Detective Kathy Mallory has been benched by the brass at the NYPD after she returns from a mysterious and unexplained three-month odyssey across the United State in a car. When a little girl is reported missing in a Central Park that has quickly become the scene of multiple murders, Mallory is able to finagle herself onto the case with the help of friend and psychiatrist Charles Butler. The girl, once found, is brilliant and troubled, and Mallory feels a special connection because of her own miserable past. Butler, however, suspects that she is putting the girl’s safety low on her list of priorities, motivated only by solving the crimes before her.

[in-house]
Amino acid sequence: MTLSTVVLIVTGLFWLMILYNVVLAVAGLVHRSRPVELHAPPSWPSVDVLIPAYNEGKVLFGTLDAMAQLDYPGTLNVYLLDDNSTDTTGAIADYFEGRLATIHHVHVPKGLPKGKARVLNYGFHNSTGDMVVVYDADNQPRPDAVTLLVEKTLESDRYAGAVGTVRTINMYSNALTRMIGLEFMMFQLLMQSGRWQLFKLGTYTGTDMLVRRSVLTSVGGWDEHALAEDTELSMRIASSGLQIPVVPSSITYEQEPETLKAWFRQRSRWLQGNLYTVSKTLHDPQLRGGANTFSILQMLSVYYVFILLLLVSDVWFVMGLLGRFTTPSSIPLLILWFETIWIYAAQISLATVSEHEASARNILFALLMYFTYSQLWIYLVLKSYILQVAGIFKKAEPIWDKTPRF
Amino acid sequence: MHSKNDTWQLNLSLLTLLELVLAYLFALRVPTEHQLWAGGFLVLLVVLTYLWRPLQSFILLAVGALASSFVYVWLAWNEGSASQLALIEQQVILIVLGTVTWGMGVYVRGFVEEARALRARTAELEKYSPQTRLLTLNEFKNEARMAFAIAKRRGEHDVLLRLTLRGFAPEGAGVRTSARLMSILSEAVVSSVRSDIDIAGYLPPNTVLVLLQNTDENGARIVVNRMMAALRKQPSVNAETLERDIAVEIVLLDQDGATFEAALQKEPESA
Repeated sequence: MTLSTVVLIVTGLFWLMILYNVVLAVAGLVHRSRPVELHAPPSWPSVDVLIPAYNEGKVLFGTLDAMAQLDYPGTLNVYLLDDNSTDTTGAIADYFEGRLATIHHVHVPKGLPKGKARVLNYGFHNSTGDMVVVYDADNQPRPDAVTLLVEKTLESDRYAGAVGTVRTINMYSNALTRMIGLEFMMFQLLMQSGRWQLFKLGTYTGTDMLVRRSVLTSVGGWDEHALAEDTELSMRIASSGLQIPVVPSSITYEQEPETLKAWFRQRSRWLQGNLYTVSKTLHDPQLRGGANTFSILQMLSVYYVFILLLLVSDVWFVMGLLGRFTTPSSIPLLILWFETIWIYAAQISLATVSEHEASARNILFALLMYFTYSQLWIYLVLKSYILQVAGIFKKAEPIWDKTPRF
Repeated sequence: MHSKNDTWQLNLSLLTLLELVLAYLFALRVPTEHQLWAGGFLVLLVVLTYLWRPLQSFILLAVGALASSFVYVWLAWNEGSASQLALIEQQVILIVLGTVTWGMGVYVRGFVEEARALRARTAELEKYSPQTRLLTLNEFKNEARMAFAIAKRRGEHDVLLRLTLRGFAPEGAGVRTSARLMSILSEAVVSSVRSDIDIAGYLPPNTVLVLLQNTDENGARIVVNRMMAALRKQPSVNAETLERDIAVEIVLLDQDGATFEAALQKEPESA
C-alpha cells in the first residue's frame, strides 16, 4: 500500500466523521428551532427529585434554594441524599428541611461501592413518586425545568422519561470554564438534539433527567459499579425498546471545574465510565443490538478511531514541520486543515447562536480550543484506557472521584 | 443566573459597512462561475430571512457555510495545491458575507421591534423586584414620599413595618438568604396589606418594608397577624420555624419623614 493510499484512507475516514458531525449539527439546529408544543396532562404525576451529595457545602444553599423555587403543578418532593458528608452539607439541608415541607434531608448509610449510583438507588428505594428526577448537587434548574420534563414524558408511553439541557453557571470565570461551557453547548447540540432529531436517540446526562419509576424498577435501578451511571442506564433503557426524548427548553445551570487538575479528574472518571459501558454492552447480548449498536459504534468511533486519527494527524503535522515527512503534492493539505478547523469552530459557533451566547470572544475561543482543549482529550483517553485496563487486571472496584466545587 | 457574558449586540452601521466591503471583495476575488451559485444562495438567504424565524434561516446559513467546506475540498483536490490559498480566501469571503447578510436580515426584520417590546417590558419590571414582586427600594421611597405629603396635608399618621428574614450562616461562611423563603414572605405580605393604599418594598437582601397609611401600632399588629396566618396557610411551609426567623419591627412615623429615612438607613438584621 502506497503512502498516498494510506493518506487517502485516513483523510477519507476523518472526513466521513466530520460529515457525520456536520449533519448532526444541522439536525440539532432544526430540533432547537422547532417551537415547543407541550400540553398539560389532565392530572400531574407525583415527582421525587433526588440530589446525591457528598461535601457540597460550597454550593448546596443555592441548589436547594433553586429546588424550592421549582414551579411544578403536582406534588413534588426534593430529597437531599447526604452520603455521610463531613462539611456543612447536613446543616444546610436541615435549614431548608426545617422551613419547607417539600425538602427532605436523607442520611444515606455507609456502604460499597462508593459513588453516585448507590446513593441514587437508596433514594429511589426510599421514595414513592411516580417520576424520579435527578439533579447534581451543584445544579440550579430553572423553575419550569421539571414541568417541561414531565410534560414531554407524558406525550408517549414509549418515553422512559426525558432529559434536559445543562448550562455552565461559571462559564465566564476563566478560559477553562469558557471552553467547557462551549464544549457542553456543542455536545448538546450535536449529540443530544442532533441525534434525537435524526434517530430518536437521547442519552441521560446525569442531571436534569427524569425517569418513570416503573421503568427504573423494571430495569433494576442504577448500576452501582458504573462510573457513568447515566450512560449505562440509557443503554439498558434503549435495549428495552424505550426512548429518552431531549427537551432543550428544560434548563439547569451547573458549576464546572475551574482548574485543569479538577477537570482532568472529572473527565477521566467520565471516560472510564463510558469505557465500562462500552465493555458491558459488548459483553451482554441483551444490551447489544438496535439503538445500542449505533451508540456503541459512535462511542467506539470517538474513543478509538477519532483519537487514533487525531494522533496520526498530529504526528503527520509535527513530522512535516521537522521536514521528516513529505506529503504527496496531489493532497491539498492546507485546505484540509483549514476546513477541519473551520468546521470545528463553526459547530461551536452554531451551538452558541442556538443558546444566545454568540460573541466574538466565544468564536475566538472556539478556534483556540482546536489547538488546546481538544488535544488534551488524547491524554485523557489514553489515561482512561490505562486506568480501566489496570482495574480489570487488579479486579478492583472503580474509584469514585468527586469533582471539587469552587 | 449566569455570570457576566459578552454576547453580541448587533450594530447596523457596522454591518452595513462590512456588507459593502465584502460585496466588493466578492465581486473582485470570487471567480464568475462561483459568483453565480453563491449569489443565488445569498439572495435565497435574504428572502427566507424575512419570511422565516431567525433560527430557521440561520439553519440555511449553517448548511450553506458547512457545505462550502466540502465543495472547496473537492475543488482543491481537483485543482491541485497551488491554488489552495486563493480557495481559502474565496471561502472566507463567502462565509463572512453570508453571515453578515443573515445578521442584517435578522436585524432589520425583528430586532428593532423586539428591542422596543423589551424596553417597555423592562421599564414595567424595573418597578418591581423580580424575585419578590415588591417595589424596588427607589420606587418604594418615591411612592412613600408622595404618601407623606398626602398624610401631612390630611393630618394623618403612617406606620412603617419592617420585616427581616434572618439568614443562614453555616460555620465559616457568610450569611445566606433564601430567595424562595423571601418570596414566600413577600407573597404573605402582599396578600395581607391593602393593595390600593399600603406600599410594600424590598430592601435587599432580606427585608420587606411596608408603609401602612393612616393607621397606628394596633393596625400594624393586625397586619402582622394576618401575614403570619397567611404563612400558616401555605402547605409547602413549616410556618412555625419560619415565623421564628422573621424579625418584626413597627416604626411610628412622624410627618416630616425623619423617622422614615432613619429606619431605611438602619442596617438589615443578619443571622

I’d heard much about Kathy Mallory before picking up one of these books, and I can see why. She is billed as a stunning combination of brains, beauty and crazy- going to extremes to save her case and without many outward displays of empathy or even humanity. Speculating on where Mallory had been in the missing months, and why, became a bit of a pastime for me. I liked the way O’Connell simultaneously explains some of Mallory’s past even while delving into a complicated case that spanned several decades and included greed, and complicated motivations on the parts of the suspects and the police.
The Chalk Girl is an engaging mystery. It’s riddled with wry observations and dark humor. It works well as a standalone but will certainly send you delving into Mallory’s previous exploits. Recommended.